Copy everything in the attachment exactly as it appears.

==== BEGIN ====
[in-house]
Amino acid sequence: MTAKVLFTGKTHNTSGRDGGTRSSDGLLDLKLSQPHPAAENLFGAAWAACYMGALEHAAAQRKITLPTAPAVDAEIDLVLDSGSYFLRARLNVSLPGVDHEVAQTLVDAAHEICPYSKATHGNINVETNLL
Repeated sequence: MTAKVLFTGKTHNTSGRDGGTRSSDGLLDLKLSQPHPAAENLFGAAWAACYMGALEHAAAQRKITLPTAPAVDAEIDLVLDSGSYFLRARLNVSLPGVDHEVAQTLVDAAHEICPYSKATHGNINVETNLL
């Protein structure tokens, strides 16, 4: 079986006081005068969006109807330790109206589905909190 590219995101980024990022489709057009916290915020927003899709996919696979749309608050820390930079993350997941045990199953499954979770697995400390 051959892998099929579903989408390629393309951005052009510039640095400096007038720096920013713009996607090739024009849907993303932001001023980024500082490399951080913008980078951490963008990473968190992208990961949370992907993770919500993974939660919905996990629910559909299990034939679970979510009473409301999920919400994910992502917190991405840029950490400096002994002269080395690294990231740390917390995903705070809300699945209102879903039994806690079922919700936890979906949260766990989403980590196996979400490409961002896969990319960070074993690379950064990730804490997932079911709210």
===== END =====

[in-house]
Amino acid sequence: MTAKVLFTGKTHNTSGRDGGTRSSDGLLDLKLSQPHPAAENLFGAAWAACYMGALEHAAAQRKITLPTAPAVDAEIDLVLDSGSYFLRARLNVSLPGVDHEVAQTLVDAAHEICPYSKATHGNINVETNLL
Repeated sequence: MTAKVLFTGKTHNTSGRDGGTRSSDGLLDLKLSQPHPAAENLFGAAWAACYMGALEHAAAQRKITLPTAPAVDAEIDLVLDSGSYFLRARLNVSLPGVDHEVAQTLVDAAHEICPYSKATHGNINVETNLL
């Protein structure tokens, strides 16, 4: 079986006081005068969006109807330790109206589905909190 590219995101980024990022489709057009916290915020927003899709996919696979749309608050820390930079993350997941045990199953499954979770697995400390 051959892998099929579903989408390629393309951005052009510039640095400096007038720096920013713009996607090739024009849907993303932001001023980024500082490399951080913008980078951490963008990473968190992208990961949370992907993770919500993974939660919905996990629910559909299990034939679970979510009473409301999920919400994910992502917190991405840029950490400096002994002269080395690294990231740390917390995903705070809300699945209102879903039994806690079922919700936890979906949260766990989403980590196996979400490409961002896969990319960070074993690379950064990730804490997932079911709210």